SRINAGAR

Rajnath's visit signals a shift in Centre's Kashmir policy

PTI9_11_2017_000051A Union Home Minister Rajnath Singh, along with MoS, PMO, Jitender Singh (L) and J & K Deputy Chief Minister Nirmal Singh | PTI

Until August 15, the Centre had adopted a tough approach in Kashmir, countering street protests with gun-wielding security personnel, resulting in violence that claimed scores of lives over the last one year.

With winter approaching, it seems both the weather and mood have changed. Prime Minister Narendra Modi, in his I-Day address, said there was a need to "embrace" the Kashmiris and "neither bullets nor abuse" was going to solve the problem.

Less than a month later, Home minister Rajnath Singh embarked on a visit to the valley—the longest in recent times—attempting to put this conciliatory approach into practice.

But experts feel it is mere optics and formality as facts paint a completely different picture.

Speaking to THE WEEK , M.M. Ansari , former Jammu and Kashmir interlocutor, said that Rajnath's visit to the valley coincided with the crackdown on Hurriyat leaders who are being booked under corruption and terror charges by the National Investigation Agency (NIA). He pointed out that during the Vajpayee regime, Hurriyat was brought to the discussion table. Successive governments have been aware of the way the Hurriyat has been functioning, says Ansari, who minces no words in saying that the Central government has also been providing support, financially and otherwise, to the Hurriyat leadership.

"How is it that the government did not know what was happening, and now suddenly there is a crackdown on the Hurriyat?" he wondered.

Ansari says that whether it was Rajnath Singh's visit or the Congress delegation led by former Prime Minister Manmohan Singh, there was a complete lack of trust and alienation amongst the Kashmiris which could not be addressed by such tokenism.

"If the government is so serious, why has it not initiated talks with Pakistan to resolve the border issue?" he says.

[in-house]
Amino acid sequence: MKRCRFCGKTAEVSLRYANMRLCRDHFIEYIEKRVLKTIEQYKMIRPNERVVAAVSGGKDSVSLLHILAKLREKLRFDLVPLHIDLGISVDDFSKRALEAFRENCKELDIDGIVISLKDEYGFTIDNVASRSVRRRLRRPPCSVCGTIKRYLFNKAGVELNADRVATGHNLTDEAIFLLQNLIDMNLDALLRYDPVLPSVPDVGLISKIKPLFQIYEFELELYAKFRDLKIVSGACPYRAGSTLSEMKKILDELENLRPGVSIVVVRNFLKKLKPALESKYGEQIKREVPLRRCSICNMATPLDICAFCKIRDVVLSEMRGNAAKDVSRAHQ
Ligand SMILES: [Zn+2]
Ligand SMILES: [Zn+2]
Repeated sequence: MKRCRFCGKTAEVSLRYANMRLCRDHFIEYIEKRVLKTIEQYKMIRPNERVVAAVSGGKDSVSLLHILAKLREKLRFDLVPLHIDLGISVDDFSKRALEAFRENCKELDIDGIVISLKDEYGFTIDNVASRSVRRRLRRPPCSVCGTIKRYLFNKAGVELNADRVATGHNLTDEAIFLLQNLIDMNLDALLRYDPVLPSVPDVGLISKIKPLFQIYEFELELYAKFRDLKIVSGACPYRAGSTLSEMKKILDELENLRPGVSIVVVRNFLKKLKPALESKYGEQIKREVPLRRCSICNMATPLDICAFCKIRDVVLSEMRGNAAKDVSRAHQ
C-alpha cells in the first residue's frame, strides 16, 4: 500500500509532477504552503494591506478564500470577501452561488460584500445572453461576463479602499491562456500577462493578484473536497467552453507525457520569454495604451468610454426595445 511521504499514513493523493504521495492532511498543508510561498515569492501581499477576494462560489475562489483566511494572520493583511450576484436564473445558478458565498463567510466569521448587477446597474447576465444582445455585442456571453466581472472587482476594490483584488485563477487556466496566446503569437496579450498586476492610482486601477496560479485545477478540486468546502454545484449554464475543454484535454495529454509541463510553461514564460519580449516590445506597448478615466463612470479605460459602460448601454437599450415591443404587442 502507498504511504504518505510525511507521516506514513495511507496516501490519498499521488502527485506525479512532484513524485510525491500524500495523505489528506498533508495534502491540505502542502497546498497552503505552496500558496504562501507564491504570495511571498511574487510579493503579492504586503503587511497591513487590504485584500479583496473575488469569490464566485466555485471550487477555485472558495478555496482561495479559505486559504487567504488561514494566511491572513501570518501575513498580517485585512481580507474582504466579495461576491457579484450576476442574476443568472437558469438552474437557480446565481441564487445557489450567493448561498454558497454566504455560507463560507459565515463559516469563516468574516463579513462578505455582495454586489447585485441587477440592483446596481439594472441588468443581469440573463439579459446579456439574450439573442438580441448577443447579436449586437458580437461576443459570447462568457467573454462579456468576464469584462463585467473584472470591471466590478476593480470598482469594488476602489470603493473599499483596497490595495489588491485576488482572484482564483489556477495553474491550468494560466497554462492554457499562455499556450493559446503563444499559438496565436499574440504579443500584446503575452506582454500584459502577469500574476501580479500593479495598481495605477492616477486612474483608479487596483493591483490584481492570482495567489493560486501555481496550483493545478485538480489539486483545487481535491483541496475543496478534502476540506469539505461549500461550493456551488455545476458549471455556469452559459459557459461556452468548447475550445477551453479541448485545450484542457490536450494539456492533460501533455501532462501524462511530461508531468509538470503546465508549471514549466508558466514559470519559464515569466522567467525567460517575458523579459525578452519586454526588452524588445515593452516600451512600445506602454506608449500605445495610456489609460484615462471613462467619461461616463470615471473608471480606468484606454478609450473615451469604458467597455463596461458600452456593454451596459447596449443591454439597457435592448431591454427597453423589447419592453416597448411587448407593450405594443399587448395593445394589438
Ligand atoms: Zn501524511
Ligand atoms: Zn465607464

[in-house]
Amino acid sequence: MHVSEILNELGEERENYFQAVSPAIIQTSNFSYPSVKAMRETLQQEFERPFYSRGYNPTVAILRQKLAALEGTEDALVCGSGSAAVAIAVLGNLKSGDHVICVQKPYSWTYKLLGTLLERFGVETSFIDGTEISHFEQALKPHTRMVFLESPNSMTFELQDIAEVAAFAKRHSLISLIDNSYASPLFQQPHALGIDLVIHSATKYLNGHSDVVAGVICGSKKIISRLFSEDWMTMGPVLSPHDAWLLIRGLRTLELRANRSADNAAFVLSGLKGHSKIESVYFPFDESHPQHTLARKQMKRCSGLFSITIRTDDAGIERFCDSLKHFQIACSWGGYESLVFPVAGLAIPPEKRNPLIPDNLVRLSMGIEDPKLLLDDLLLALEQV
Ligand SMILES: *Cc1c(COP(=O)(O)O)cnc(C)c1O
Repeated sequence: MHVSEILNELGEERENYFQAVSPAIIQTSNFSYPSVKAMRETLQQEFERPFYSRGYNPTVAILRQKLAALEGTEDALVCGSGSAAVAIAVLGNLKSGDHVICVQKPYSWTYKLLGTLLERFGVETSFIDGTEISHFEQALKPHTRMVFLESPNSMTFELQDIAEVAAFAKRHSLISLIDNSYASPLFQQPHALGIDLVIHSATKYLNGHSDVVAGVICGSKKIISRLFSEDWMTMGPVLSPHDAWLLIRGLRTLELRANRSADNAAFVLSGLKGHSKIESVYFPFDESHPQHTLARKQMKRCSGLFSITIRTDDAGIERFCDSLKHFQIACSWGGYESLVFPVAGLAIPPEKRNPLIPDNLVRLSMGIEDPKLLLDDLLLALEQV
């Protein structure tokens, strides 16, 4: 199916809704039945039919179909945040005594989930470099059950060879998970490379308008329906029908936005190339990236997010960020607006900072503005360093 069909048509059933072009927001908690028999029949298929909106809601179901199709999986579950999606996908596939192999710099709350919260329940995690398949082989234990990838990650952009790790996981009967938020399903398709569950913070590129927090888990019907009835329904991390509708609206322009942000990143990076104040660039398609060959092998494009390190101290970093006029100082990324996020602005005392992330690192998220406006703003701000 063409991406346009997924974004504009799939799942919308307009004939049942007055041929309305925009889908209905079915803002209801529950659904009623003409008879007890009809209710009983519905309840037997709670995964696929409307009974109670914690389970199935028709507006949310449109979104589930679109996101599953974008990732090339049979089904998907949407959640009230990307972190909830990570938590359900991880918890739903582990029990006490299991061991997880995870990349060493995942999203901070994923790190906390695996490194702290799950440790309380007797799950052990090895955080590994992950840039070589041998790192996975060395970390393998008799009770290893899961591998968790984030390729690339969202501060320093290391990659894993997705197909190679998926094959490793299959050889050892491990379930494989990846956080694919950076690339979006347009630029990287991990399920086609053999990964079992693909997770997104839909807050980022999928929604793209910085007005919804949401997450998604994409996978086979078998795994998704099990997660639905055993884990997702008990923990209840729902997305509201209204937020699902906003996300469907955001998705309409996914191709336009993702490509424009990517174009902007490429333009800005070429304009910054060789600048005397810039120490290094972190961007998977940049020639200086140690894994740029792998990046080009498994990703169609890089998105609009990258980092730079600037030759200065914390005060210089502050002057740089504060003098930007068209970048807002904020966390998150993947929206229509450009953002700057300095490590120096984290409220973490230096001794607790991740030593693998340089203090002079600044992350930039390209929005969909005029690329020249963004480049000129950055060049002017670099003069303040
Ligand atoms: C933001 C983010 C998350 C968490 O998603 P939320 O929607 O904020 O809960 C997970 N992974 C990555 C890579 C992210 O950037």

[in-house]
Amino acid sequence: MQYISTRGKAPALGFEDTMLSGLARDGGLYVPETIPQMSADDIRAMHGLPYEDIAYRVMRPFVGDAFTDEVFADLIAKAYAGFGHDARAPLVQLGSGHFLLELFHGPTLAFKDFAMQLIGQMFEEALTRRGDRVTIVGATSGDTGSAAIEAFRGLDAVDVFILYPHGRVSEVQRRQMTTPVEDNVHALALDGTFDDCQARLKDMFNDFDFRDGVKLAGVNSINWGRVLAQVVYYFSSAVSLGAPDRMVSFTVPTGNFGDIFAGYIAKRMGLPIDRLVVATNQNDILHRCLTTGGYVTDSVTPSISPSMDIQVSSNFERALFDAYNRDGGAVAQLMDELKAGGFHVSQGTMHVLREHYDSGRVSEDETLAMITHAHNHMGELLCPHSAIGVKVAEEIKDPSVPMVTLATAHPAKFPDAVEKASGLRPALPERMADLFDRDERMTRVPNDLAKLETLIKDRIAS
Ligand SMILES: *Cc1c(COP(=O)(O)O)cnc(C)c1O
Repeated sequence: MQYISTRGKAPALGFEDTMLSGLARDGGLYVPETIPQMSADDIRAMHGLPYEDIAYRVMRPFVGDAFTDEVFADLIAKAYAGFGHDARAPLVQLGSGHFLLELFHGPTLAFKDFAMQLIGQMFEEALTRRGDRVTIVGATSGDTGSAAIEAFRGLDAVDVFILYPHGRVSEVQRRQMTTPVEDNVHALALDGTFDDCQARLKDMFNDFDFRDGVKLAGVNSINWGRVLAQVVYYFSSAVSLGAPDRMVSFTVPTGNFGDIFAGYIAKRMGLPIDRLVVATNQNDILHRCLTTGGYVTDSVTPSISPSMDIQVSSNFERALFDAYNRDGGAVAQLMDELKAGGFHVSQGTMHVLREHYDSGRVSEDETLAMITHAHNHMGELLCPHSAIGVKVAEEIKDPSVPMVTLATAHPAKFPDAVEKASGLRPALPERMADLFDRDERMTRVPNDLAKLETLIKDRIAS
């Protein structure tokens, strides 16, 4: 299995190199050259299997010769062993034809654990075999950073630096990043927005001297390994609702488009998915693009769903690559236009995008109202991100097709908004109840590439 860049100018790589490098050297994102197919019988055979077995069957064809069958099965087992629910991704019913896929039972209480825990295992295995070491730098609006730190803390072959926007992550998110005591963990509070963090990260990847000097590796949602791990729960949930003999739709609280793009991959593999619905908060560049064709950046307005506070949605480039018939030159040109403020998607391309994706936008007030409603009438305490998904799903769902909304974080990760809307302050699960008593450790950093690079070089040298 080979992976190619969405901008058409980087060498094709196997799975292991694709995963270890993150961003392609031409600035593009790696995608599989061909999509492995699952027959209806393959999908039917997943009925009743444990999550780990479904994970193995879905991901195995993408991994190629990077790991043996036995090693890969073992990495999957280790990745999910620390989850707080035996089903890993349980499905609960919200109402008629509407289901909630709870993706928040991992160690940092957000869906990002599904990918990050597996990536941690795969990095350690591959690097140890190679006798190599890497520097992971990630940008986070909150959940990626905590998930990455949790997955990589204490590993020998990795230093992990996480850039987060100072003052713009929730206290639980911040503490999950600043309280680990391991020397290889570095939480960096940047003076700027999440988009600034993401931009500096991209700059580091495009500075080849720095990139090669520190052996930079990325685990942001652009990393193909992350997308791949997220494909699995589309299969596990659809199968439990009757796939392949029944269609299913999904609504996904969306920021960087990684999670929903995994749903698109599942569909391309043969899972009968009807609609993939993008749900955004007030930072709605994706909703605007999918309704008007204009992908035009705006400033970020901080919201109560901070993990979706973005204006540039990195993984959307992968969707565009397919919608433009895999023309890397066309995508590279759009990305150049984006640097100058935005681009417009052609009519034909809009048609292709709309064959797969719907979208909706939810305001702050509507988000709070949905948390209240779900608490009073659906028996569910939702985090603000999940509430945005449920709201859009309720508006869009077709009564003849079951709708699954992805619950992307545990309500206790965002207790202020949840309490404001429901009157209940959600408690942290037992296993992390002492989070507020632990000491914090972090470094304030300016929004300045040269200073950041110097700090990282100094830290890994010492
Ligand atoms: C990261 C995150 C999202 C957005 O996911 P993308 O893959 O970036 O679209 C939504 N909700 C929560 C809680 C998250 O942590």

Today, the home minister is talking about sealing the international border. "If the entire border with Pakistan is still under dispute, which border will we seal?" he asks.

Ansari feels that if India can resolve its border dispute with Bangladesh by exchanging enclaves, why couldn't it follow a similar approach along the western border? He also questions how the BJP agreed not to tinker with Article 370 granting special status to Kashmir when it joined hands with PDP to form the government, but now it was trying to revisit Article 35(A).

"I don't think the government is serious about reaching out to Kashmiris and their sentiments," he says.

Meanwhile, CPI leader D. Raja, who was earlier a part of parliamentary delegations to Jammu and Kashmir, feels that while such visits are important by a home minister to a strife-torn state, it should not devolve into tokenism.

"The government needs to act upon its assurances made to the people of Jammu and Kashmir. I would say that such visits are important as a confidence-building measures. But then it needs to translate into some action so that people can see that the government is keen to listen to them and keep its promises at the same time," says Raja.

Ansari says the rate of unemployment is the highest in the state which is also directly related to the security concerns in the valley as more and more unemployed youth are getting attracted towards militancy. So, from basic issues like employment for youth to the promise made on rehabilitation of Kashmiri Pandits and Article 370, the people of Kashmir want their concerns to be addressed and fears allayed.

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